‘The Great Gatsby’: The Amazing Autos of the 1920’s and ’30s
When director Baz Luhrmann decided to adapt F. Scott Fitzgerald’s classic novel The Great Gatsby, hetook certain liberties to bring the story to the screen. He shot in 3-D, commissioned a hip-hop-inflected soundtrack from Jay-Z and steered some plot points into what he thought to be more compelling directions. When it came to the 1920’s style–homes, clothes, cars–Luhrmann’s production took liberties with the time period, but spared no expense. Nowhere is the decadence of the 1920’s displayed with more flash in this film than through its cars.
Opening this weekend, the film has been called a “relentless assault on the senses.” And that’s just how Luhrmann wanted it. To really bring all the audaciousness of the 1920’s alive, Luhrmann became a research fanatic. From recreating Fitzgerald’s first boat trip to America to reading the writer’s collected works from front to back, Luhrmann and his wife buried themselves in the style of the day to find and recreate the very best cars. While many models were released after the book’s 1922 setting, the cars reflect the very best in American style for the period. Below is a look inside Gatsby’s garage at the best cars available in early 20th century America.
(Click here for the Top 10 celebrity rides)
1929 Duesenberg Model J: Founded in Des Moines, Iowa in 1913 by German brothers August and Frederick, Duesenberg Motor Company quickly became known as some of the finest automobiles in the world. Nicknamed “Duesys” by enthusiasts, Duesenbergs were hand-made by engineers to give not only luxury but speed to America’s wealthiest motorists. In 1914, Eddie Rickenbacker drove a “Duesy” to finish in 10th place at the Indianapolis 500, and a Duesenberg won the race in 1924, 1925, and 1927.
After a takeover by engine manufacturer E.L. Cord in 1926, Duesenberg went on to challenge the best luxury models in the world, including Rolls Royce and Mercedes Benz by creating race-inspired engines and unsurpassed luxury. The result of this ambition became the Model J, a beautiful ride with a straight eight motor producing an impressive (for the period) 265 horsepower (198 kW) from dual overhead camshafts and four valves per cylinder. Generating a top speed of 119 mph (192 km/h), and 94 mph (151 km/h) in 2nd gear, the Model J became the fastest and most expensive American automobile on the market.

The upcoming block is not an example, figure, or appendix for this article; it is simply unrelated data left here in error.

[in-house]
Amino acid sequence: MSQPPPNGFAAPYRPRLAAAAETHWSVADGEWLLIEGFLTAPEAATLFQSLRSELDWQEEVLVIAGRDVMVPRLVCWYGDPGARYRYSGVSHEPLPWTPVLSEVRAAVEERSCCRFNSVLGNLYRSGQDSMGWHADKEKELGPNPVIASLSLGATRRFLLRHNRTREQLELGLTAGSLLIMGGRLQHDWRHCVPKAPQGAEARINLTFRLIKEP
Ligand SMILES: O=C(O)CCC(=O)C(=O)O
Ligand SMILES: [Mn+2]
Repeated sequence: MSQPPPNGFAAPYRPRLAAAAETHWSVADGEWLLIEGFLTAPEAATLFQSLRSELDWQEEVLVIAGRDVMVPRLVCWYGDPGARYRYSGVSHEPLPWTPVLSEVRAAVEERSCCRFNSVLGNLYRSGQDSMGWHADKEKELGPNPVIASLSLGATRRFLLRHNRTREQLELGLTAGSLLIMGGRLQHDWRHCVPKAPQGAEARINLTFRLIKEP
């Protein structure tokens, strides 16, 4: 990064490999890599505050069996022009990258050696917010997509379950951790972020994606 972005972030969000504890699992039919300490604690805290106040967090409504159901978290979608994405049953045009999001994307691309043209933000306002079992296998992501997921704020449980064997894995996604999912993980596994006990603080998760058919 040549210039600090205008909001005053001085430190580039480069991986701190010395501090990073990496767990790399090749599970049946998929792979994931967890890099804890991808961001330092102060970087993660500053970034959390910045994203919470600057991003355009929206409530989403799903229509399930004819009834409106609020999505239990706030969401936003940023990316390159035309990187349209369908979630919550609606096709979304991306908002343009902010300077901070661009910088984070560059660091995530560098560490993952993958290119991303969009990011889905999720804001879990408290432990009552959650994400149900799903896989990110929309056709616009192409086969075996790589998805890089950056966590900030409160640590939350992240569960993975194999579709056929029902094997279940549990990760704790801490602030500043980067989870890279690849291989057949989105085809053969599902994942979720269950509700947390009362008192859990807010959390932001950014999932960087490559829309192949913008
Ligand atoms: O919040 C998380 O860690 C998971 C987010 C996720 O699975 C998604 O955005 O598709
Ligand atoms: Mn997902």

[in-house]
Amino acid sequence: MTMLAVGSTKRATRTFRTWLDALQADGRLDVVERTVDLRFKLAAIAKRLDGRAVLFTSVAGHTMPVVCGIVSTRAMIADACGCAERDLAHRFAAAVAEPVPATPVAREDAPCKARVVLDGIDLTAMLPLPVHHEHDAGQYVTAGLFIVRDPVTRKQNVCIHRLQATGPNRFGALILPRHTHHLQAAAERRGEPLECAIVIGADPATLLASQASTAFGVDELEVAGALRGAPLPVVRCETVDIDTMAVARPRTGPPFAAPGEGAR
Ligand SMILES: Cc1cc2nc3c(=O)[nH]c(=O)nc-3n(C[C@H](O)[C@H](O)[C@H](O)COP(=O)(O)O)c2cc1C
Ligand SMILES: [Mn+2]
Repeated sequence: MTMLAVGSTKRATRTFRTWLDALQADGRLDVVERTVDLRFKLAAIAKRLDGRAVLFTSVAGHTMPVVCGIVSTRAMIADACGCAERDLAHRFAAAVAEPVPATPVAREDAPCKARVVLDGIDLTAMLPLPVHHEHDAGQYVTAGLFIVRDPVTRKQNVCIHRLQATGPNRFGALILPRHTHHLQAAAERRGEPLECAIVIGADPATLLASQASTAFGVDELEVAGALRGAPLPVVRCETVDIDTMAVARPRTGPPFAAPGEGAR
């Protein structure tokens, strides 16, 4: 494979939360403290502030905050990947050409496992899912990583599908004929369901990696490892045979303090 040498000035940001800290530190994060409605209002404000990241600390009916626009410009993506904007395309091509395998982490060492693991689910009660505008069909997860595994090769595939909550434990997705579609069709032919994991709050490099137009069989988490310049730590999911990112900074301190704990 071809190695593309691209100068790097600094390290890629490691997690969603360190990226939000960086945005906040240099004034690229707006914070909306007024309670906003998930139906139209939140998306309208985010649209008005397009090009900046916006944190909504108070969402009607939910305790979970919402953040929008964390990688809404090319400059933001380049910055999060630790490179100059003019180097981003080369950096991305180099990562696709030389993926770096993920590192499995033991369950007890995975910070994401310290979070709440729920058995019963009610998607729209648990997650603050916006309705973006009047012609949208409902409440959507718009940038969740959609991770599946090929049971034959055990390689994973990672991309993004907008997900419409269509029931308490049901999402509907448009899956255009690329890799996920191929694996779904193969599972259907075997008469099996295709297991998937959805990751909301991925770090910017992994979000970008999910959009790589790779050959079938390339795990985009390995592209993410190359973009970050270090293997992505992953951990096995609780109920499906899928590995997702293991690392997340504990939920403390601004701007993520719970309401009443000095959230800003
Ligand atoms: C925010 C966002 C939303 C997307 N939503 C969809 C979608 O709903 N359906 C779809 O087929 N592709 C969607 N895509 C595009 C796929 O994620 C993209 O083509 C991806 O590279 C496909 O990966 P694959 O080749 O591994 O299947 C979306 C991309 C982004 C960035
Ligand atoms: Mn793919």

1927 Packard Series 6 Roadster: Founded in 1900 as the Ohio Motor Company, Packard quickly developed a reputation as one of the premier luxury car manufacturers in the world. By 1928, the company had released several popular models and grew its gross income to $21,889,000. One of the premier models was the Series 6. Offering a 6-cylinder engine (large for the time) and a rumble seat, the Series 6 helped Packard become one of the few independent automakers to survive the Great Depression.
1933 Auburn Salon Speedster: One of the most powerful engines put in a car in this era was the V-12 developed by Auburn-Cord-Duesenberg subsidiary Lycoming for the 1933 Auburn Salon Speedster. Originally developed to be a 45-degree V-16, the company thought the V-12 would be more marketable, creating this sleek, slope-roofed beauty for a lower price than one would anticipate. Because it was too late to change the V-angle to the typical 60-degree layout, Auburn offered the lowest priced V-12 available anywhere in 1933. While certainly not customary of the 1920’s lifestyle the film is trying to portray, the Auburn sure looks pretty on the silver screen.
1922 Rolls Royce Silver Ghost: Perhaps the most appropriate car for a man desperate to portray the vaunted sophistication of British nobility was the Rolls Royce Silver Ghost, which may be why Fitzgerald mentioned it specifically in his book.
In order to raise awareness of this hand-built British manufacturer, Rolls Royce called their model the Silver Ghost to emphasize its quiet, rumble-free ride. And its engineering followed suit. Rolls created a new side-valve, six-cylinder, 7036 cc engine with the cylinders cast in two units of three cylinders each and an attached 4-speed transmission. The seven-bearing crankshaft had full pressure lubrication, and the center main bearing was made especially large to remove vibration. Two spark plugs were fitted to each cylinder with, from 1921, a choice of magneto or coil ignition. The earliest cars had used a trembler coil to produce the spark with a magneto as an optional extra which soon became standard – the instruction was to start the engine on the trembler/battery and then switch to magneto. Continuous development allowed power output to be increased from 48 bhp (36 kW) at 1,250 rpm to 80 bhp (60 kW) at 2,250 rpm. These innovations helped reduce vibration and maximize power–a lesson any hi-performance engine school graduate should look on in awe!
To learn more about how engine innovators are making the hi-performance cars of today, check out our Free E-Book, Top 10 Tricked Out Celebrity Rides.